End of January some 100 Geese, mainly Bean Geese (Anser fabalis) could be seen not far from the road from Hohennauen to Parey. Obviously, the geese came in search of food to the fields and meadows. The preferred resting grounds must surely be in the polder Continue reading Taiga Bean Goose in Havelland near Berlin
In the Friedländer Große Wiese especially south of Mariawerth but also north of Heinrichswalde 3,000 Bean Goose (Anser fabalis) could be seen in only about 2 hours in the early morning good of an early Novermber day. Obviously they flew up from the nature reserve “Galenbecker lake” which is right to the south. The preferred nighttime roost have probably been one of the polder at Heinrichswalde and the large flooded polder south- east of Fleethof. Fleethof itself is about 10km west of Heinrichswalde. Anyway, flocks of geese calling loud flew at 7:30 across the polder dikes to the north. Later I went to the so-called Friedlaender Große Wiese – a large meadow area. The Friedlaender Große Wiese is very accessible by paved and partly concreted driveway lanes without access restrictions. As I passed some harvested corn fields especially south of Mariawerth , I was lucky enough to see Bean Goose together with Common Cranes (Grus grus) in these fields. Since this flat area – a former alkaline fen- is far away from densely populated areas, there is less interference by joggers or dogwalkers than in the south-western part of Germany. Insofar the geese can enjoy normally quite a calm day to feed. So the situation is quite different from that which was described in the blog “Cranes & Geese in winter.” The good numbers of geese on the harvested corn fields not so far away from the road were amazing. I went pretty much all the roads and paths along the vast meadows. I kept seeing large groups of geese, which were very inconspicuous on the seemingly empty, harvested maize fields. They can camouflage very well. Sometimes only when geese fly in, you will pay attention to the flocks of geese.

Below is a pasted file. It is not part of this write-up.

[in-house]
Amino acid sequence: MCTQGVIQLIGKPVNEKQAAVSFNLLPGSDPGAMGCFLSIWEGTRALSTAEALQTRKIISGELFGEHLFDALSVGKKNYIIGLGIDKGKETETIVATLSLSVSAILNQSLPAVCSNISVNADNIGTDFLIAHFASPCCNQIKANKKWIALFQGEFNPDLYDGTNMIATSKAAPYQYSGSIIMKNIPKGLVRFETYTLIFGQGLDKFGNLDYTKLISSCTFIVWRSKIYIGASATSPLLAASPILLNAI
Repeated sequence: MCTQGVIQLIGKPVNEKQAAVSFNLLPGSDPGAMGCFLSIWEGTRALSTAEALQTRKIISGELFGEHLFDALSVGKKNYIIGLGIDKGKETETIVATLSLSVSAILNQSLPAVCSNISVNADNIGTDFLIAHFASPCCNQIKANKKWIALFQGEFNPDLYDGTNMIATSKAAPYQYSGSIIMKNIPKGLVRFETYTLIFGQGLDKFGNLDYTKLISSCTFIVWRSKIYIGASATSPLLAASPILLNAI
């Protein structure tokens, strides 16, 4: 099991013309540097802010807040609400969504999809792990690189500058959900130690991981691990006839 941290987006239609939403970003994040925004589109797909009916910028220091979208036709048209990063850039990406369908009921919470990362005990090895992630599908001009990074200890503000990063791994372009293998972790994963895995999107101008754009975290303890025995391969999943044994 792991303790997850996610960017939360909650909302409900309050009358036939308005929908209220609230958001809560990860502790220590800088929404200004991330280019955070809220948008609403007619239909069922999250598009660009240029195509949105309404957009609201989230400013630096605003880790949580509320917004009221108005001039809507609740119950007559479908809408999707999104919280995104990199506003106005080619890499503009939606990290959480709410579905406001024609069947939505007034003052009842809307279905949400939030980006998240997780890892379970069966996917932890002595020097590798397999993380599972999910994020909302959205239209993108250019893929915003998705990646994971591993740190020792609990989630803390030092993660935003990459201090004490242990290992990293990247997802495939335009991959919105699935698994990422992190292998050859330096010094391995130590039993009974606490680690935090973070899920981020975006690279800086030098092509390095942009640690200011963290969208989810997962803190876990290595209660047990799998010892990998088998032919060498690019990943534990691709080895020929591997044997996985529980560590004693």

Among the observed geese were also Continue reading Taiga Bean Goose in Vorpommern (Pomerania)
Although the winter’s chill hold finally broke last week the wintertime is not over, already. The mild conditions and temperatures of up to around 8 degrees did not last for a long time. By 19th a Scandinavian high pressure was fully in charge and a strengthening easterly flow and increasing cloud cover ensured that temperatures were soon heading all the way back down again.
Not only the common songbirds responded well to the rapidly lengthening days and the suddenly mild conditions but also the first returning cranes. But these are early days indeed for spring migrants.
So it was quite a surprise to find at least 7 Common Crane (Grus grus) on an open field in the mist of the snow in the northern part of the nice Nature Reserve One called Knoblochaue. Together with its sister reserve Kuehkopf this reserve is famous for being the best riparian forest location not too far south of Frankfurt. The nature reserve (in german: Naturschutzgebiet or NSG) is a European Reserve und an excellent birding spot year-round.
As nice images of the Bean Goose of the (Sub-)species Tundra Bean Goose (Anser (fabalis) serrirostris), were still missing on bird-lens.com, I decided to visit the meadows on the northern side of the reserve called Continue reading Snowy surprise for Cranes & Geese in nature reserve Kuehkopf-Knoblochsaue in Germany